Boris Johnson sure knows how to make the front pages. His interview in the latest FT Weekend Magazine — with the cover quote ‘for the first time in years, I wished I was in Westminster’ — is a prime example of his strategy. He wants to remain in the public consciousness without revealing anything new. He’s done it several times before, often in similar ways:
1. After a period of inactivity, give an interview which appears revelatory
Boris flits in and out of the spotlight, particularly when he’s busy trying to run London. Then suddenly, he appears front and centre with ‘news’. In the FT’s interview, he says ‘during the whole Syria thing, for the first time in years, I wished I was in Parliament. I watched that and I thought … I wished, I wished’.
2. Don’t respond immediately – creating the perfect media storm
This allows the news bulletins, blogs and newspapers to become excited at the prospect of him challenging David Cameron, returning to Parliament early, winning the universe for the Tories etc.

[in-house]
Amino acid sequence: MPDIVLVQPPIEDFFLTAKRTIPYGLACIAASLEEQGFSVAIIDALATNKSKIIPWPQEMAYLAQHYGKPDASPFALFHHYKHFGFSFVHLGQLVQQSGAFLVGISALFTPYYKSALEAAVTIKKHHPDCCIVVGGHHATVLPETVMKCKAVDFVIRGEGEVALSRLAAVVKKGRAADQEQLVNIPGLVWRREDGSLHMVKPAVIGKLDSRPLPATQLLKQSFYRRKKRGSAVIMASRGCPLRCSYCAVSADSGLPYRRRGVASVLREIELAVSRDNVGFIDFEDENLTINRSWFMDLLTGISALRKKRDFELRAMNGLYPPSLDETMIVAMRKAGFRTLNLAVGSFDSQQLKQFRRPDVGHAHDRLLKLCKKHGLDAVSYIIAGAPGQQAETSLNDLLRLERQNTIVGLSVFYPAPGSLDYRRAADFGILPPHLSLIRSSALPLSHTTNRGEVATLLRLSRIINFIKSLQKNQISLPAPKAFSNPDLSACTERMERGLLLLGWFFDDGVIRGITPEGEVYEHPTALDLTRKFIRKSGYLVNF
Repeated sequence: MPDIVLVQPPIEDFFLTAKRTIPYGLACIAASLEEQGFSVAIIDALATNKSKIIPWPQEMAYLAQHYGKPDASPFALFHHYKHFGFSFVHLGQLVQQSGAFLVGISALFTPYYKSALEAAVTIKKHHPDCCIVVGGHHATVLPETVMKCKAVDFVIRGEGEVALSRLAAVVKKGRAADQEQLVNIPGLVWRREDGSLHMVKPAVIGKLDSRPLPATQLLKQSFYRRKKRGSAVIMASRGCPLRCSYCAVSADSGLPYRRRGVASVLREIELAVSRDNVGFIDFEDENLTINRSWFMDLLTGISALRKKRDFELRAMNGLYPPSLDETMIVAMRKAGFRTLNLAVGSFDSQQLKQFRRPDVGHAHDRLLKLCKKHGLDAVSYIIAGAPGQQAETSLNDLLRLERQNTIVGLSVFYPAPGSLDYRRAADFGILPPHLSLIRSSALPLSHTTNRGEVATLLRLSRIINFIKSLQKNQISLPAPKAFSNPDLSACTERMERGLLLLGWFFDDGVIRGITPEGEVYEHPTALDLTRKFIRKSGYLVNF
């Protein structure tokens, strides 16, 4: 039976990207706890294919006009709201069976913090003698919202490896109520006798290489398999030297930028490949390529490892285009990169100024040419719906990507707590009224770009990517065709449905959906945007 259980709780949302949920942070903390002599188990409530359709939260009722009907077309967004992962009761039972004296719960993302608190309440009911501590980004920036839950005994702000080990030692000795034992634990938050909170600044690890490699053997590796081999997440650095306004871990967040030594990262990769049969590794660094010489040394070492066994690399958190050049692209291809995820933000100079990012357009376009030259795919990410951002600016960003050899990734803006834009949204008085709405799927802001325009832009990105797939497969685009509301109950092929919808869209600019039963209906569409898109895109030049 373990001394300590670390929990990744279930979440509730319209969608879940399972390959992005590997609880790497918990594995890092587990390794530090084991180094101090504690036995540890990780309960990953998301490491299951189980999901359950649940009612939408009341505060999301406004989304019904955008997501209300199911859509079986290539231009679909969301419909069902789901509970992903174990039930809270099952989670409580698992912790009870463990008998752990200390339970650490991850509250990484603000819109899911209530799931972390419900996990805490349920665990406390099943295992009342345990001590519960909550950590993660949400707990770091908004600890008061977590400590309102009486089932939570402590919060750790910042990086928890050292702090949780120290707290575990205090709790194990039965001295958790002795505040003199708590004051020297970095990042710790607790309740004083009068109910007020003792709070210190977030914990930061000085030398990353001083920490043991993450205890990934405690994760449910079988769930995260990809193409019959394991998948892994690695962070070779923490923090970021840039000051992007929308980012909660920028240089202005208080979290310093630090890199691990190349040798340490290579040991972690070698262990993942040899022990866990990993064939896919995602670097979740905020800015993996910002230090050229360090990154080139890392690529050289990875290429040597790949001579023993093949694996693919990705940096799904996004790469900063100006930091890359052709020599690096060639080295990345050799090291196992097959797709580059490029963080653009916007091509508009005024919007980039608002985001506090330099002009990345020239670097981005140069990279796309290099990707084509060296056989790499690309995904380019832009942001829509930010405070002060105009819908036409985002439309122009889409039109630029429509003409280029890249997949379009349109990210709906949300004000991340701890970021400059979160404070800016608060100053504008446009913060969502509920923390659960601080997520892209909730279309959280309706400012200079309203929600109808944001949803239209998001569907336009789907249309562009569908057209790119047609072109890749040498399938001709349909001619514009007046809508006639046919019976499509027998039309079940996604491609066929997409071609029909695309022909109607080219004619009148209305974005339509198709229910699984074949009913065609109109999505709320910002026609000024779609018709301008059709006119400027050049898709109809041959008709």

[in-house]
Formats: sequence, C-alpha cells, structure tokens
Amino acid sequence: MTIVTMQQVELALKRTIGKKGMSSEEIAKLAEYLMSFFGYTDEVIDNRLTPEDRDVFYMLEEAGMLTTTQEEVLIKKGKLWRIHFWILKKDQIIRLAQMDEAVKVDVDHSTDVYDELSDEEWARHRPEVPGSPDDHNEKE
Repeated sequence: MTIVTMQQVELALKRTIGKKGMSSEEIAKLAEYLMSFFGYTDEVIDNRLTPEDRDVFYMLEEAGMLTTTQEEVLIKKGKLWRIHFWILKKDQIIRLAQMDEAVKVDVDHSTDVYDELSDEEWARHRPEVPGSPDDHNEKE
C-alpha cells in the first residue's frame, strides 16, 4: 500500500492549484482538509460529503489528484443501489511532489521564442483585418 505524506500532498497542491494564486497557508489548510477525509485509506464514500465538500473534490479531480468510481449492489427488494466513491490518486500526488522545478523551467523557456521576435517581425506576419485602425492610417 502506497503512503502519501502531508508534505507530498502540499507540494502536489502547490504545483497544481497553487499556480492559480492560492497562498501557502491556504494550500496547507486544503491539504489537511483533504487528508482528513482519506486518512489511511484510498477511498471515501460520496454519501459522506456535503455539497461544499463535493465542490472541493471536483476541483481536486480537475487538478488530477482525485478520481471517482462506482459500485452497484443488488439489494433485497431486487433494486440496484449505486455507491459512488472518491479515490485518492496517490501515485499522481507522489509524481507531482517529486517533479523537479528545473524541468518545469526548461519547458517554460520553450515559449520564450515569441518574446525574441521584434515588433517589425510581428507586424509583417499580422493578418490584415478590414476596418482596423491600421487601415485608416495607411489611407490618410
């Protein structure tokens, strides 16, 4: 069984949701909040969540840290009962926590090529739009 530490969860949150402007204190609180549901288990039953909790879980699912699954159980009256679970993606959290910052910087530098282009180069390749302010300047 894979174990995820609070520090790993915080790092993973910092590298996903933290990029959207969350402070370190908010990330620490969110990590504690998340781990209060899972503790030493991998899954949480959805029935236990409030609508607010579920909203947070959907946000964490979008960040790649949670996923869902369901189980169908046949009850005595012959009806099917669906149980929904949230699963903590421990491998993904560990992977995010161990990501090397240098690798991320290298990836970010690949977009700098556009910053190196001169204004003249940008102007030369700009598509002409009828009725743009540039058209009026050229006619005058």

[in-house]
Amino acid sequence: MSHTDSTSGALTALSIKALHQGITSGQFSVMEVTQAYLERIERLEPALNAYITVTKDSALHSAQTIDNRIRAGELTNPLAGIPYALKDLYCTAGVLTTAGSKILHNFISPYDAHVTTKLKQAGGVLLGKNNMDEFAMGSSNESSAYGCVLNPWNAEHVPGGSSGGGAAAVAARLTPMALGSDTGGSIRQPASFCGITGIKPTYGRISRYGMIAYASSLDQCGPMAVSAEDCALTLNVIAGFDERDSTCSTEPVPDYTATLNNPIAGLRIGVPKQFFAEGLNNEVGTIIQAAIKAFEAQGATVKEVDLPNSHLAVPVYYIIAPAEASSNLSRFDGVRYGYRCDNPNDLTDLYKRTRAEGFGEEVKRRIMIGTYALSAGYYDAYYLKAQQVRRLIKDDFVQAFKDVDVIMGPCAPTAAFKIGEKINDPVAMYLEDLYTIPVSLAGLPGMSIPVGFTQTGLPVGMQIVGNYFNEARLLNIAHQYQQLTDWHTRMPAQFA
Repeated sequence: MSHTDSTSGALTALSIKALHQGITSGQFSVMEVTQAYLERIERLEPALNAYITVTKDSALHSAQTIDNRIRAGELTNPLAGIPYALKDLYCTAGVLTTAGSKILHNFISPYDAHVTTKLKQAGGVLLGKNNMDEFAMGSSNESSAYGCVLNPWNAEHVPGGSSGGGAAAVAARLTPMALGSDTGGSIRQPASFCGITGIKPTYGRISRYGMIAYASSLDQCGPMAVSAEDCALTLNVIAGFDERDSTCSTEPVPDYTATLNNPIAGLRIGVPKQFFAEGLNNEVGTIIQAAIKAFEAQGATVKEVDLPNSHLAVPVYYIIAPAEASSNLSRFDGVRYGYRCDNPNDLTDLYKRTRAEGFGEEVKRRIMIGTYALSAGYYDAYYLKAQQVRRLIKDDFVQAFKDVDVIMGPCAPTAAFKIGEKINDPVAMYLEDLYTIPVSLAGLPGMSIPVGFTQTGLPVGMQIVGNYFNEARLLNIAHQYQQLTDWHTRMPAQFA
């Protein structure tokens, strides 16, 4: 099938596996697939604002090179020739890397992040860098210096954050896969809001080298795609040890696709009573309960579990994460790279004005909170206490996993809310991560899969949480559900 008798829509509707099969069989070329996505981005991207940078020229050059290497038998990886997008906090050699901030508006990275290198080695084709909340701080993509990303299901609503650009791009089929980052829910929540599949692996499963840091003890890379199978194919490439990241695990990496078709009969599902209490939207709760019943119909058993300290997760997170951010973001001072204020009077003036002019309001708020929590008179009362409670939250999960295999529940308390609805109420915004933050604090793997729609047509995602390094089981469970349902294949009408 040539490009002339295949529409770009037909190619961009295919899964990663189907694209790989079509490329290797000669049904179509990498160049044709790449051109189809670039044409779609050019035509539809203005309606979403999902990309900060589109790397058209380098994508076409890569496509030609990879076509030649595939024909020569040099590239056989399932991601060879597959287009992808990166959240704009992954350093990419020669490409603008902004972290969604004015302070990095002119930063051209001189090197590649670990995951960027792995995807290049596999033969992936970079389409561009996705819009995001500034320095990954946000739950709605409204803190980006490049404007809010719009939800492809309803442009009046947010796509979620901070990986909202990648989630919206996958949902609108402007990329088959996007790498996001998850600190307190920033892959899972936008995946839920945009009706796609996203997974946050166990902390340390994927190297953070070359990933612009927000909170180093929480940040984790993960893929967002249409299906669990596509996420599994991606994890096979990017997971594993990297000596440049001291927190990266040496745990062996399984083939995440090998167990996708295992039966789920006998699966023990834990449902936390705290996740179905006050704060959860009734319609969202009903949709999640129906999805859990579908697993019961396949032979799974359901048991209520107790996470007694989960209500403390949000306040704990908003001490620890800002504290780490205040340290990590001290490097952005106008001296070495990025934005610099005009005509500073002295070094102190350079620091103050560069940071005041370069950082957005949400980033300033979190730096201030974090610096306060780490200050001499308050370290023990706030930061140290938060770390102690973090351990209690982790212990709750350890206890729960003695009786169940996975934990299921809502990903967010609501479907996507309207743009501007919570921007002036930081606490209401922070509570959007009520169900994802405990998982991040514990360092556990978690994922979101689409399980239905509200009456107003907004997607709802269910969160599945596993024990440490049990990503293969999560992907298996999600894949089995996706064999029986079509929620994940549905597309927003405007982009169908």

3. Issue a denial that is not absolute
To clarify you are creating trouble and not planning on actually doing something. Today, he told the Evening Standard he is ’more likely to serve my country in that form than as either a Premier League footballer or the lead singer of a boy band’. Many will think it’s a denial but actually, he is saying it is unrealistic not impossible.
Previous examples: more chance of ‘being reincarnated as an olive’, ‘finding Elvis on Mars’ or being ‘decapitated by a frisbee’ than becoming Prime Minister.
4. Make a major public appearance
To capitalise on the above, which will involve a huge amount of media attention. It just so happens that in four days, Boris is giving a speech to the Tory conference in Manchester. Will it be covered by the national media? Yes. Will he be attacked by a press scrum when he arrives in Manchester? Absolutely.
This may seem cynical but there is definitely a path Boris loves to retread. It’s very likely this will happen again, several times, before the next election and before Boris’ term as Mayor is up.
His FT Weekend piece is a classic example of the Johnson media cycle — it says nothing new, nor does it alter his plan to finish his term as Mayor. But it gets everyone excited (once again) at the prospect Boris heading towards No.10.Tags: Boris Johnson, Conservative party, Financial Times, UK politics